# Proof of Lagrange multipliers method in calculus of variations.

## Main Question or Discussion Point

I have been reading a little about calculus of variations. I understand the basic method and it's proof. I also understand Lagrange multipliers with regular functions, ie since you are moving orthogonal to one gradient due to the constraint, unless you are also moving orthogonal to the other gradient you have some component of movement along the gradient and it will change the value of the function, so the gradients have to be multiples of each other.

But when reading about the use of Lagrange multipliers in calculus of variations with an integral constraint, I haven't found an explanation which I could understand. If anyone has a good link or an explanation I would be glad.

For example, when I read this one:

https://netfiles.uiuc.edu/liberzon/www/teaching/cvoc/node38.html [Broken]

Why are the Lagrange multipliers introduced? Both of the integrals have to be zero, when n is such a function that preserves the constraint, but why does the Euler-Lagrange equation of one have to be a multiple of the other? Wouldn't they have to be both zero, or what is going on?

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HallsofIvy
Homework Helper
This depends upon the fact that if g(x,y)= constant is a curve in the xy-plane (or g(x,y,z)= constant) then $\nabla g$ is perpendicular to the curve (or plane).

Lets take a simple example: Find the point on the curve y= f(x) closest to $(x_0, y_0)$. The function to be minimized is the distance function $D= \sqrt{(x- x_0)^2+ (y- y_0)^2}$. (Yes, it would be simpler to minimize "distance squared" and give the same answer but I want to be as straight forward as possible.)

It's not difficult to see that the "gradient" vector of the distance function just points directly from (x, y) to $(x_0, y_0)$. With no constraint, we could just move in the direction of the gradient vector, eventually getting to $(x_0, y_0)$, the point that obviously makes the distance minimum (in fact, 0).

But if we are restricted to stay on curve y= f(x), we cannot move directly toward the point. What we can do is move along the curve- and an obvious strategy is to look at the projection of the gradient onto the curve. If the gradient is "to the right", that is, if its projection onto the curve points to the right, move to the right. If the gradient is "to the left", move to the left. We can keep doing that, and getting closer to $(x_0, y_0)$, as long as the gradient has such a projection- as long as the gradient is not perpendicular to the constraint curve. And we can write y= f(x) as g(x,y)= y- f(x)= 0: a "level curve". Finally, we know that the gradient of such a function is perpendicular to any level curve: that is, $\nabla g$ is perpendicular to g(x,y)= 0 at every point on the curve.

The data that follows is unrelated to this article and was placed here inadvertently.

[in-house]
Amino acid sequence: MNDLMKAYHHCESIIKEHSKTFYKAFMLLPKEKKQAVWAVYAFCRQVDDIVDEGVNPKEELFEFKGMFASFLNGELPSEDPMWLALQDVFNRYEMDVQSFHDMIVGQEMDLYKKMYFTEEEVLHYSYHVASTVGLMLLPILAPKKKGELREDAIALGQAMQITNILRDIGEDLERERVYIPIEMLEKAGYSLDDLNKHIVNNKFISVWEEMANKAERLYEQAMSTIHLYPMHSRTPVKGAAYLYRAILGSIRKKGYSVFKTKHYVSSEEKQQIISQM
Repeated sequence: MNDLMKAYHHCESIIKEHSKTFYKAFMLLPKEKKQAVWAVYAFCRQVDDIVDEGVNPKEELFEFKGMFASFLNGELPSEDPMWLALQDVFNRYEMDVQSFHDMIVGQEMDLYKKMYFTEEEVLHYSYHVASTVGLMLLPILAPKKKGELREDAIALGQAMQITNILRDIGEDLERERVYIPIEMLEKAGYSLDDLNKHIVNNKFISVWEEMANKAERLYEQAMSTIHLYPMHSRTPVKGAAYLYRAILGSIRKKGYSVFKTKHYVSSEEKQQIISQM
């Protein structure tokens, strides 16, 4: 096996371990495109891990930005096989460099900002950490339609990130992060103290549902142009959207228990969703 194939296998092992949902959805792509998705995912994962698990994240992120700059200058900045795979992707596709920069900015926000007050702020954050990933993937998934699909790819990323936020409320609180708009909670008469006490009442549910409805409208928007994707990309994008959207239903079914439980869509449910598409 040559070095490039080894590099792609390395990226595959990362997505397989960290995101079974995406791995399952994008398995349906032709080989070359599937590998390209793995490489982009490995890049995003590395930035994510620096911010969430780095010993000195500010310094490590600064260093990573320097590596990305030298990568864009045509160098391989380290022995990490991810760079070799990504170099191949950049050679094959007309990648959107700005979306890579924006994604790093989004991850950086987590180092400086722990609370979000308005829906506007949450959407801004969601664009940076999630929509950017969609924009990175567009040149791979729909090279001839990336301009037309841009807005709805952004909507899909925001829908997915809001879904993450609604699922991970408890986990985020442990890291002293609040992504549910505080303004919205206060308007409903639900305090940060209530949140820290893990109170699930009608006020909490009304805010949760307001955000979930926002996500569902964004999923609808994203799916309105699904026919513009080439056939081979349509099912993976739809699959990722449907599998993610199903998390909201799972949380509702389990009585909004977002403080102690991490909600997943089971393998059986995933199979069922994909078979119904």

Putting those together, $\nabla D$ must be perpendicular to g(x,y)= y- f(x)= 0 and $\nabla g$ is always perpendicular to that curve. That means the two vectors $\nabla D$ and $\nabla g$ must be parallel: $\nabla D= \lambda\nabla g$ where $\lambda$ is some real number.

For maximizing functions, h, other than just "distance", remember that $\nabla h$ always points in the direction of fastest increase of h so the same applies to that situation. If $\nabla h$ were not perpendicular to the curve g(x,y)= y- f(x)= 0, we could move "left" or "right" on the curve, depending on the direction of the projection of $\nabla h$ on the curve. We cannot do that when there is no projection- when $\nabla h$ is perpendicular to the curve which is the same as saying it is parallel to $\nabla g$: $\nabla h= \lambda\nabla f$.

That makes perfect sense, but how does the idea work when for example I have a constraint that a line segment has to be of a particular length and then I have to find a line segment of that given length that maximizes a particular integral? Then I don't have a line of the constraint, the constraint could be any line, as long as it is of given length. How does the idea work with functionals in calculus of variations?